Opinion

Stop relying on social media for affirmation and research

Vanguard Illustration | Jolie Wyse

There is no denying that social media has permeated our society, and there are many debates as to the benefits and dangers of this.

While I do believe that social media can be a great way to keep family updated and to stay in touch with friends, there are a lot of dangers involved. Many people know of the possibility of catfishing and the presence of predators on the internet.

One very prominent current issue of this is the Momo hoax.

These things cause a very present danger that is recognizable, but there is also a very present danger on social media that is much less recognizable.

Social media has exasperated our need for affirmation and confirmation bias.

To start off, affirmation is something that we as a society have become addicted to. We post a picture on Facebook or Instagram and then constantly check to see how many likes and comments we have received.

This not only checks us out from being present and in the moment, but it also makes our happiness reliant on the likes and comments of disembodied people.

While liking others’ posts and having our posts liked can create positive feelings, it disconnects us from our actual lives.

Next time, instead of mindlessly scrolling through Facebook, compliment someone in real life.

Even worse than this is the ease of confirmation bias in today’s society.

Social media has made it as easy as one click of a button for people to find non-factual articles supporting their views on a topic.

This can range anywhere from fake news articles to blogs in support of racist or sexist attitudes. This is part of the reason these issues are still so deeply entrenched in our society.

USA Today says, “One of the runners-up for word of the year was ‘echo chamber,’ referring to a sort of bubble where people live with exposure only to their own opinions and those who subscribe to the same ideas. Fake news often bounces around echo chambers with no one to dispute its veracity.”

This means that if we only focus on our social media accounts and we get stuck in the digital world, then all we will ever be exposed to are things that support our views.

We learn nothing about diversity or differing viewpoints. We will never be fully informed on a topic and the differentiations within said topic.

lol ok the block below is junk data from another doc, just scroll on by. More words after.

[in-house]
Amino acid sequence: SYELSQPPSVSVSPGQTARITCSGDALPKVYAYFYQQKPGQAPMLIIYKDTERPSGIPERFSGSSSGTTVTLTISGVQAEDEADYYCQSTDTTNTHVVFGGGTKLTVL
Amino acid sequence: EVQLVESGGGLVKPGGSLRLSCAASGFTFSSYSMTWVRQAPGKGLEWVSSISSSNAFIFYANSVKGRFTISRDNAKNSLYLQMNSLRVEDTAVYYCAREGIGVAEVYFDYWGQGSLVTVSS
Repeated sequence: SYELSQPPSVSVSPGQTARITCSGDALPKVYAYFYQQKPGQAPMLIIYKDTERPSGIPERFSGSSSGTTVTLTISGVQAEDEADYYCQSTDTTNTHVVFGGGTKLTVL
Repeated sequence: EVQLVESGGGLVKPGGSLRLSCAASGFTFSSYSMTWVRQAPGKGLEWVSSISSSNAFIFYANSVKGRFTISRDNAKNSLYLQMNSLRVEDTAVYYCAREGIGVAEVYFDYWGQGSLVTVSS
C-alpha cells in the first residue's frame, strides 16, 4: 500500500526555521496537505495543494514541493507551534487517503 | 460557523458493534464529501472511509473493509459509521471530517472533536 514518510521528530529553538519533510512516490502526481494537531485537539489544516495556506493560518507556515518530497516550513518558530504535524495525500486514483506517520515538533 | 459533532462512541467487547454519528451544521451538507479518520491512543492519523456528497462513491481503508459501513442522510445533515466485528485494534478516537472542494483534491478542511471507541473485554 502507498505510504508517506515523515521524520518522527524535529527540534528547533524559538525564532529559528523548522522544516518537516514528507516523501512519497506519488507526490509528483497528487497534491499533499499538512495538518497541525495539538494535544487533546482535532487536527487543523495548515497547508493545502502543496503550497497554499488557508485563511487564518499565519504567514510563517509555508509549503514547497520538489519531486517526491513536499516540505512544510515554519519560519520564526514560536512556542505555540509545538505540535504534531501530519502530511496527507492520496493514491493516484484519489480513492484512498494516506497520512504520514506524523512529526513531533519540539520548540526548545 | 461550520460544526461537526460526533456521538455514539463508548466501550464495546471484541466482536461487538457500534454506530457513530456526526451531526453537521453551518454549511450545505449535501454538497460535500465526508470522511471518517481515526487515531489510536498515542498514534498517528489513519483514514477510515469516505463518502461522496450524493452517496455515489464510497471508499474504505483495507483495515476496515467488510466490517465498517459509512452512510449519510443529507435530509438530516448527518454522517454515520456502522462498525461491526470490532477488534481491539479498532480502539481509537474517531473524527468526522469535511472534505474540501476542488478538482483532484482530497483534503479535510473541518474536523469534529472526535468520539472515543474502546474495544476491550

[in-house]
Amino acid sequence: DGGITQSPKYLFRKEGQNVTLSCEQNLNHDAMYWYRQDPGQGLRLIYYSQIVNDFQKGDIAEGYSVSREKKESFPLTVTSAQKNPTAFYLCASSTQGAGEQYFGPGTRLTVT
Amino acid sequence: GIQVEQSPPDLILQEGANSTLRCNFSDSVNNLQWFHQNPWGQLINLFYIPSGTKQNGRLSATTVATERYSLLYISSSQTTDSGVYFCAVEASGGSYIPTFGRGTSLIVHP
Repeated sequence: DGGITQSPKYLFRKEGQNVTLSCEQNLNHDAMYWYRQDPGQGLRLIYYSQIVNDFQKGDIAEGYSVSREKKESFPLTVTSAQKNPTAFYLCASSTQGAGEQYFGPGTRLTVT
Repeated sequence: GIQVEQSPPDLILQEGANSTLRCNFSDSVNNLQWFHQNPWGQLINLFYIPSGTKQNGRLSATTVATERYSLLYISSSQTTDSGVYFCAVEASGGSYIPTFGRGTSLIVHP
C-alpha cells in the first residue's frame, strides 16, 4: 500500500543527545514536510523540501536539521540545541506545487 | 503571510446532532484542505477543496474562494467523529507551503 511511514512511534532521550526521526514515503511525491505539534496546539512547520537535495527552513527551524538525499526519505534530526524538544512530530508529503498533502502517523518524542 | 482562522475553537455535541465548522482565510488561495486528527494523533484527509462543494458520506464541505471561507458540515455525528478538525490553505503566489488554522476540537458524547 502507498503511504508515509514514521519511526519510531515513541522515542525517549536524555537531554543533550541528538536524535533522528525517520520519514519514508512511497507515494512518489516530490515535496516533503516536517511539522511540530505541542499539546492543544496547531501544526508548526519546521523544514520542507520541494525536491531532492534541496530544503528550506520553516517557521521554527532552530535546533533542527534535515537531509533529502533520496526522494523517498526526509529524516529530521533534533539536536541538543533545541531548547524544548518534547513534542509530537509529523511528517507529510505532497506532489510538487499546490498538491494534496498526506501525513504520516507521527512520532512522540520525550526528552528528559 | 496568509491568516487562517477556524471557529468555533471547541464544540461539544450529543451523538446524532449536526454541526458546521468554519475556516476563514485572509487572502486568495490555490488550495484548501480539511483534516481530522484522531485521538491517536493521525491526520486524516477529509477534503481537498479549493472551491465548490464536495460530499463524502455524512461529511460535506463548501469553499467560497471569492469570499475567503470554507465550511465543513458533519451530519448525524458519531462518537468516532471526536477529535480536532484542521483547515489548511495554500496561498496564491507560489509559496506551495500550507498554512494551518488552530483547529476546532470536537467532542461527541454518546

This keeps us trapped in a bubble that supports what we think of the world. This is also what exaggerates the racism and sexism in our society.

Other issues besides sexism and racism are intensified by this confirmation bias.

Another example is parents who are adamant about being anti-vaccination for their children. There is medical evidence that disproves the rumor that vaccinations lead to autism, but these parents are plagued by confirmation bias on all platforms, from Google to social media.

The New York Times says, “They’re not really engaged in a debate about medicine. They’re immersed in a world of conspiracies, in the dark shadows where no data can be trusted, nothing is what it seems and those who buy the party line are pitiable sheep. And, boy, are they living at the right time, when so much information and misinformation swirl by so quickly that it’s easy to confuse the two
and even easier to grab hold and convince yourself of whatever it is you prefer to believe. With Google searches, you find the ostensible proof you seek. On social media, you bask in all the affirmation you could possibly want.”

When using social media or even search engines, we as a society need to be careful of not doing our research and believing the first thing we read. We also need to put our phones down and allow ourselves to be exposed to the world around us.

Not everything can be found on the internet, and we need to realize this.

Melanie Frasca

Reporter l Theatre and English Education l mnfrasc1@svsu.edu
Melanie Frasca

Categories: Opinion

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